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Ethernet vs Thunderbolt / USB?

4,331 1,438 October 9, 2017 at 08:12 PM
I apologize for my noob-iness on this one. I video conference for work. I live in a rural area where Verizon DSL is my only option for Internet (obv not ideal). I currently use a laptop with an RJ-45 Ethernet port.

Looking at newer laptops, less and less of the higher end models are coming with an RJ-45 port since the trend is thinner/lighter (and everybody else uses Wi-Fi). My question is this: my router (from Verizon) has 1 USB port in addition to the Ethernet ports. If I:

1) Use a USB cable from the laptop to the router (or thunderbolt/USB cable)
2) Use a USB Ethernet adapter

Would either of those be any faster than or at least equal to using a straight Cat 6 Ethernet cable from the router to an RJ-45 port on the laptop? I'm using a 25' Cat 6 cable at the moment. I can't afford to give up one iota in terms of latency or up/down speeds.

I'm looking at newer 8th-gen i7 or 7th-gen quad-core i7 laptops and trying to find one that fits. I'd consider the Dell XPS line with one of the above two solutions, but I don't understand the technology well enough to know if I'd be giving something up by connecting to the Internet via one of those methods.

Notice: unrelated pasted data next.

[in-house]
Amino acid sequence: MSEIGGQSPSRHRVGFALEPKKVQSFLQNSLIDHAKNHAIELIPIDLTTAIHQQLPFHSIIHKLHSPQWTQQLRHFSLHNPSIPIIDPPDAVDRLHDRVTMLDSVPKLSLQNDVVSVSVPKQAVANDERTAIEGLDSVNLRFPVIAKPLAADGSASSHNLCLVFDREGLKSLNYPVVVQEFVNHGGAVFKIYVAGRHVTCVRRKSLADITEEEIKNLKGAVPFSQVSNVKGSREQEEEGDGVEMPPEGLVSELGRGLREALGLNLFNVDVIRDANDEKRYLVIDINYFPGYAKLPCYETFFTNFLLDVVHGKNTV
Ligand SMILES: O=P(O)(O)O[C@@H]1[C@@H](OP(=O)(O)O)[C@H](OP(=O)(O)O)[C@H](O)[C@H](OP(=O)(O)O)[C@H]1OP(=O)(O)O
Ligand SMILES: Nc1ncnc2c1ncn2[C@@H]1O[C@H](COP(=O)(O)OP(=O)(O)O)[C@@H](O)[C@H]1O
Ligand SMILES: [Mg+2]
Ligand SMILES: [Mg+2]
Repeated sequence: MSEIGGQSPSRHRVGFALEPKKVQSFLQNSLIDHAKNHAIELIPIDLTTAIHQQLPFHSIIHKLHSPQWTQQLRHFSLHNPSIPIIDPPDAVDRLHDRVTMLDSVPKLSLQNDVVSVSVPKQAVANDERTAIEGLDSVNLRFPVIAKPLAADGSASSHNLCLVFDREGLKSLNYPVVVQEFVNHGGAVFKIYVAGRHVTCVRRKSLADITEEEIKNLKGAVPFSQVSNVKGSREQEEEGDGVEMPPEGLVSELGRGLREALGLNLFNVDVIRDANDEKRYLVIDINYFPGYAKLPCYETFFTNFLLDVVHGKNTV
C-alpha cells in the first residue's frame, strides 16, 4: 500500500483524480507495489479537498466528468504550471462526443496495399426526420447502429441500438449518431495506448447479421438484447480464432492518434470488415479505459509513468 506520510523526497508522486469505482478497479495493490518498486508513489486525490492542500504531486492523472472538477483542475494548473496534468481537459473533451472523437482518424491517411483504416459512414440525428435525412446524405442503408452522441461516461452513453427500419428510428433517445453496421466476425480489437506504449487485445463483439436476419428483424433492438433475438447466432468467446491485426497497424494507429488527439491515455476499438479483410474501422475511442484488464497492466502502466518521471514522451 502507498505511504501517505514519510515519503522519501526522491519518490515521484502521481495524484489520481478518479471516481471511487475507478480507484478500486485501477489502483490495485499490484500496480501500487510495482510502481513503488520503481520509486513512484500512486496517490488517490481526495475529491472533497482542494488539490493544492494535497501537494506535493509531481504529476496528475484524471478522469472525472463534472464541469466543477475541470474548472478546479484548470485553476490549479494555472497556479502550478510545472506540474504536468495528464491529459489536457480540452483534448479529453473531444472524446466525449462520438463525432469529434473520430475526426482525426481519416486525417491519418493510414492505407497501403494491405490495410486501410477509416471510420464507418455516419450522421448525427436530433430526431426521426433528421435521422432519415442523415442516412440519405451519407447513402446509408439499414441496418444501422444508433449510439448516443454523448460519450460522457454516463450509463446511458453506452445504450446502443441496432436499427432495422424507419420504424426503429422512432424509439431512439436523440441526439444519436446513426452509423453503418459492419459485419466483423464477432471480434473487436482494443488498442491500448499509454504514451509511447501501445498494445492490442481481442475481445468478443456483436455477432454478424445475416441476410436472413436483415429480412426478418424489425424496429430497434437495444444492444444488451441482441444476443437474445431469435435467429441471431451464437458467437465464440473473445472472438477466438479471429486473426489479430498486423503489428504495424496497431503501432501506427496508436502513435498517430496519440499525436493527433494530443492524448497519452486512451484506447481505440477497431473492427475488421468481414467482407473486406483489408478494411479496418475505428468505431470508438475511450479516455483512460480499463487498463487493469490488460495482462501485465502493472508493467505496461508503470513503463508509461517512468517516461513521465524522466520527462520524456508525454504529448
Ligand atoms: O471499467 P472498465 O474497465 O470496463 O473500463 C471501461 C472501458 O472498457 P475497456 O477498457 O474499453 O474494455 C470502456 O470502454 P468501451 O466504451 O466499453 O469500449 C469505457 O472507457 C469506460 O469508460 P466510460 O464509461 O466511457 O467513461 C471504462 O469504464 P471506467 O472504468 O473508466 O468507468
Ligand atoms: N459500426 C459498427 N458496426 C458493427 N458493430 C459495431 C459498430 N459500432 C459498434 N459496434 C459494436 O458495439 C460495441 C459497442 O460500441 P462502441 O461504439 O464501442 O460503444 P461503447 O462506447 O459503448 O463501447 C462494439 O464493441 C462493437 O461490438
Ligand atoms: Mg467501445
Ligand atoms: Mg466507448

I really appreciate any insight.

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Your DSL speeds are going to be the limiting factor. Choice of cable isn't likely to matter, but I'd choose the ethernet port on the router over the usb port.

While a wired connection will be more reliable, another option worth considering is adding a second wireless router and turning off the wifi on the verizon one. You can often get better wifi coverage and speeds this way.

One last thing to consider would be enabling QoS on your router to make sure your work laptop always gets priority.

What kind of DSL speeds do you get?
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Quote from jkee
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Your DSL speeds are going to be the limiting factor. Choice of cable isn't likely to matter, but I'd choose the ethernet port on the router over the usb port.

While a wired connection will be more reliable, another option worth considering is adding a second wireless router and turning off the wifi on the verizon one. You can often get better wifi coverage and speeds this way.